It will be some time before we know how the financial services regulatory reform bill signed into law by President Obama last week actually will be implemented, but the sweeping legislation has some possible information
The Dodd-Frank Wall Street Reform and Consumer Protection Act, spurred by the 2008 banking crisis, includes the creation of a new consumer protection agency at the Federal Reserve, gives regulators new powers to safely liquidate failed financial firms, and imposes new rules for transparency in derivatives markets.
Federal banking regulators will write the regulations to implement the law, a process that experts expect will be long and drawn out. Still, while the details remain to be seen, the law is another regulation that information security professionals will need to get their arms around, said Rocco Grillo, a managing director in the security/privacy practice at Protiviti Inc., a Menlo Park, Calif.-based risk consulting and internal audit firm. IT security has evolved in the past 10 years from an IT-centric control to more of a compliance control in order to meet increased regulatory requirements such as the Red Flags Rule, he noted.
"It's a lot more compliance," he said of the financial services regulatory reform law. "You'll see more financial institutions increase their compliance departments."
Michael Brauneis, a director in Protiviti's risk and compliance practice, said a provision in the law related to the creation of the consumer protection agency could lead to data security and privacy issues. The law calls for regulations that would allow a consumer to ask their financial institutions for any information they have in their systems about transactions with him or her.
"That's not a privacy issue per se, but it could lead to a huge degree of identity theft risk if the regulations and the processes financial institutions put in place [to comply] don't ensure effective controls around security when those requests come in and make sure the person requesting the information is actually the consumer and not someone trying to steal an identity," he said.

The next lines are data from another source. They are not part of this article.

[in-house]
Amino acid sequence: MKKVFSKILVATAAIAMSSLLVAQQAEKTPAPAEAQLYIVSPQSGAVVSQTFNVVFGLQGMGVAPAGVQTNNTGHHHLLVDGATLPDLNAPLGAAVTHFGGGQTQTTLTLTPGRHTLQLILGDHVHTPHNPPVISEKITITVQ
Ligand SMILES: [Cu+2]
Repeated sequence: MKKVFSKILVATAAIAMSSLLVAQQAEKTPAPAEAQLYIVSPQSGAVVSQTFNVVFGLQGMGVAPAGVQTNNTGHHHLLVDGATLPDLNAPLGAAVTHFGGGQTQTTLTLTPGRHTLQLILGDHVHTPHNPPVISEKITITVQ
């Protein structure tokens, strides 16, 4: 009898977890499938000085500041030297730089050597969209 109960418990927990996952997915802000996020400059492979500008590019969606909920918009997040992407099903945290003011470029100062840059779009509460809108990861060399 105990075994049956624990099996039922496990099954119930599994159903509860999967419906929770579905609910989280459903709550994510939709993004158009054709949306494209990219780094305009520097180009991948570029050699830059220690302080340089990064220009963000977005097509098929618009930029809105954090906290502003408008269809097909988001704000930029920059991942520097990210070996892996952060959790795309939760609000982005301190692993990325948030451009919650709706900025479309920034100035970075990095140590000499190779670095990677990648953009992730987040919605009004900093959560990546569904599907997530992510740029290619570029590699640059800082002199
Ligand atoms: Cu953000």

Overall data management may become a huge issue under the financial services regulatory reform law. The legislation includes the concept of a systemic risk regulator that would gather information from the industry at an aggregate level in order to prevent another banking meltdown, said Fritz McCormick, senior analyst at Aite Group LLC, a Boston-based research and advisory firm. Specifically, the bill -- when it was being finalized -- put forth the idea of an office of financial research that would collect data round forward-looking risk sensitivities, he said.
"How this gets played out is the big question," McCormick said. "To me, this reads like a massive amount of data that would need to be collected, collated and analyzed."
If such an office comes to fruition, "it will be contingent on the risk and compliance folks to get this information together from across the enterprise and report it to regulators," he said.
A report by Deloitte LLP on financial reform cited data aggregation and reporting as one of the top implications of the new law. The new data and reporting requirements likely will take quite a while to be implemented, which gives the industry "an opportunity to work with the regulators to develop reporting requirements, formats and timetables that are practical to implement," Deloitte wrote, adding that the requirements will probably be burdensome and expensive.
The security of data as it's transferred to regulators has been a concern for lawmakers, Protiviti's Brauneis said, noting that several provisions in the reform legislation call for the creation of standards and controls to ensure security and confidentiality in the transfer of information.
For those in financial services, the regulatory reform -- described as the biggest since the Great Depression -- is an "earth-changing" event, Brauneis said. Industry reaction has been mixed; some of the largest financial institutions relieved that the final legislation was stripped of more restrictive requirements for them, while small financial institutions are upset the law doesn't take their size into consideration.
"Their position is we didn't cause this crisis. …Yet we're facing thousands of pages of new regulations," he said. "There are differing points of view across the industry on how bad the bill is."
However, the timeline for changes from the reform bill is long, Brauneis said. "People expect the switch is going to be flipped upon President Obama signing the bill. It will be a multi-year process before these changes take effect," he said, adding that the regulatory agencies have a lot of discretion in shaping the final requirements.
"The sky isn't falling, but at the same time, it's one more regulation that we need to get our arms around," Protiviti's Grillo said. "Only time will tell whether that translates into expanded staff or bringing additional controls into place over the next eight to 12 months or longer."